How Brexit uncertainty is hurting the UK economy in four charts

                                          
Each day the UK politics and obviously, Brexit faces new drama which is playing havoc with the economy of the UK. You can measure the extent of recession risk the UK is facing by going through the following four points. And it seems that the only way to put an end to all uncertainties is by developing another referendum in markets and by plaguing investment.
  1. Fall in the Pound
Imports become expensive with the weaker pound. As a result, the price of a no. of consumer goods touches the sky causing inflation. The Bank of England had published a report, predicting the rate of inflation to drop to 1.56% from 2.1% by the year-end. Until the third quarter of 2020, it will remain less than the 2% inflation target. But, considering the recent happenings, Mark Carnery, the governor of the bank, estimated that it could become more than double to 5.5%. This is why the Bank of England faces a tricky situation.
  1. Uncertainty
Be it be with a deal or without a deal, all Boris Johnson wants is to deliver Brexit. But the uncertainty related to Brexit policy seems to be on the rise which is, in turn, ruining the UK economy. Similarly, as in the year 2016, uncertainty is on spike again. Now you must be wondering how is it measured? The only way is through the discussion of policy uncertainty across about 650 UK newspapers. Through this discussion, the consumer and business economy can be measured. With the rise of uncertainty, the level of confidence declines.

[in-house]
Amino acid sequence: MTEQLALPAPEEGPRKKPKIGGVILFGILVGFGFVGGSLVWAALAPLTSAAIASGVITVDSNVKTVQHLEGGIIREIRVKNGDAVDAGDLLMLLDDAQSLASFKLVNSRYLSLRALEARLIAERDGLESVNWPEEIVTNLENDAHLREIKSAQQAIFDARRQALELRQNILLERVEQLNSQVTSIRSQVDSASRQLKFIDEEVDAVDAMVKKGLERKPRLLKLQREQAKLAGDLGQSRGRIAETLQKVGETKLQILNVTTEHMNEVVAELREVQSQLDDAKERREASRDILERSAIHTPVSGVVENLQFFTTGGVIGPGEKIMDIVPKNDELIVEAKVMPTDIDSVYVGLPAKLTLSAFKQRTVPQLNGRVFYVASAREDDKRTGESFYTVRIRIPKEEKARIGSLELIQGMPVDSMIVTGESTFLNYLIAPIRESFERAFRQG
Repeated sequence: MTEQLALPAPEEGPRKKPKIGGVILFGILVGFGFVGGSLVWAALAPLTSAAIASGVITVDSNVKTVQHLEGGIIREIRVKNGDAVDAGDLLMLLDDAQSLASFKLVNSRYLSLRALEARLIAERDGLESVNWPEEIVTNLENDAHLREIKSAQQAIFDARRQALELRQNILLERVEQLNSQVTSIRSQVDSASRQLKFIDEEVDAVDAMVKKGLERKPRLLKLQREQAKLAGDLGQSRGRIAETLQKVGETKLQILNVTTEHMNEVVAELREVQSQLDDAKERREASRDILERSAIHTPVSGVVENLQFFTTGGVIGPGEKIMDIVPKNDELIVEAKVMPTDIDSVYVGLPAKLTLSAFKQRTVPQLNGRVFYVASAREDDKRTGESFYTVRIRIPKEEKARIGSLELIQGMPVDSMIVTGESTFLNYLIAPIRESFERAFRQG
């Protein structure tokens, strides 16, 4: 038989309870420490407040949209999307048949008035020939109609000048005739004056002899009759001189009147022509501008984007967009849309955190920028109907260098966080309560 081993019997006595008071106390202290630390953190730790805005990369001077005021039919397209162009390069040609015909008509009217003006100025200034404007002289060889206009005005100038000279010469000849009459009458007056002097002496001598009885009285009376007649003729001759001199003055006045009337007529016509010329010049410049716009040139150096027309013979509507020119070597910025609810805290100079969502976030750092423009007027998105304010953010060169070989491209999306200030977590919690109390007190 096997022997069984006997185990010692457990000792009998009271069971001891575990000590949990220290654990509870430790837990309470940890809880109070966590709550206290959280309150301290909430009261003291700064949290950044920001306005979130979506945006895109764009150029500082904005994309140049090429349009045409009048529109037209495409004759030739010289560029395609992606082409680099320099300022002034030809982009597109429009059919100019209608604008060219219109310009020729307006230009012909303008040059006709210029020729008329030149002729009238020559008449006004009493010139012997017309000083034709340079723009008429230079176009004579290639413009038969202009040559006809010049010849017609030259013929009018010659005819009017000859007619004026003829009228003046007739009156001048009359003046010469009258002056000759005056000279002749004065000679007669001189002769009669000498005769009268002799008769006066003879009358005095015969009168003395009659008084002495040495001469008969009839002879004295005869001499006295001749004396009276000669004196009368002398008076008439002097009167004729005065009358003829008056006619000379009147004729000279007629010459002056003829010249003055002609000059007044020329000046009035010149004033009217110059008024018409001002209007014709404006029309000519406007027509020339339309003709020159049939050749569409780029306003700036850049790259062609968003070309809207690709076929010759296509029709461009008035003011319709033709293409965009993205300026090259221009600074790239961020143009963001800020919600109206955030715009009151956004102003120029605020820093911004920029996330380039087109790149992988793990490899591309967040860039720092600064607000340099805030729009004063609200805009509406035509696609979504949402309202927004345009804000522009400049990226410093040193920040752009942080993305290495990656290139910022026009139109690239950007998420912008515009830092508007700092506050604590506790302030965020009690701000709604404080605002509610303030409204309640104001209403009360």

1. Financial Stress
UK financial stress indicator is a reliable predictor for measuring UK’s growth development. It gathers information from the volatility of the equity market, exchange rate, bond market and the risk that the investors want to hold UK corporate bonds instead of holding less risky UK govt. bonds. Seeing from the historical view, the rise in financial stress causes reduced growth of the UK turning it negative. However, the recent data about financial stress doesn't point to a future decline of the UK.
  1. Risk of Recession
As per the government, data suggests, during the second quarter of 2019, the UK economy shrunk by 0.2%. Such a decline in the economy could be noticed when there are two negative quarters of GDP growth. It isn't an instant development, the money growth has been weakening significantly which is a reliable predictor of UK's GDP growth. The third quarter of GDP growth is expected to be as bad as it was in the second quarter of 2019.
How Brexit uncertainty is hurting the UK economy in four charts How Brexit uncertainty is hurting the UK economy in four charts Reviewed by Newzpot on 00:30:00 Rating: 5

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